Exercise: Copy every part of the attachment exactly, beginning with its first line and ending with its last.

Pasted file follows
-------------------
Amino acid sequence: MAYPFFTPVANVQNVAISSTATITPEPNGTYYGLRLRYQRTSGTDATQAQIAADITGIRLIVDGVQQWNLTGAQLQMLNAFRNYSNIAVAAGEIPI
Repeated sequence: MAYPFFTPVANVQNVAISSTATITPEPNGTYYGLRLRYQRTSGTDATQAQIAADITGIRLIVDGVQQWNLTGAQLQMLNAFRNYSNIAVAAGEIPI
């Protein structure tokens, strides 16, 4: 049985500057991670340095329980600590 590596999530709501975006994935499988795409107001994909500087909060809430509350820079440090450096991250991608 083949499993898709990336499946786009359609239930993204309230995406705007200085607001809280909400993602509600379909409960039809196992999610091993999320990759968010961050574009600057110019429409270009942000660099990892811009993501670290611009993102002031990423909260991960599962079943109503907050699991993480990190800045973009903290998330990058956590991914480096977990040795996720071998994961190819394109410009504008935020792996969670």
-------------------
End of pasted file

Amino acid sequence: MAYPFFTPVANVQNVAISSTATITPEPNGTYYGLRLRYQRTSGTDATQAQIAADITGIRLIVDGVQQWNLTGAQLQMLNAFRNYSNIAVAAGEIPI
Repeated sequence: MAYPFFTPVANVQNVAISSTATITPEPNGTYYGLRLRYQRTSGTDATQAQIAADITGIRLIVDGVQQWNLTGAQLQMLNAFRNYSNIAVAAGEIPI
């Protein structure tokens, strides 16, 4: 049985500057991670340095329980600590 590596999530709501975006994935499988795409107001994909500087909060809430509350820079440090450096991250991608 083949499993898709990336499946786009359609239930993204309230995406705007200085607001809280909400993602509600379909409960039809196992999610091993999320990759968010961050574009600057110019429409270009942000660099990892811009993501670290611009993102002031990423909260991960599962079943109503907050699991993480990190800045973009903290998330990058956590991914480096977990040795996720071998994961190819394109410009504008935020792996969670």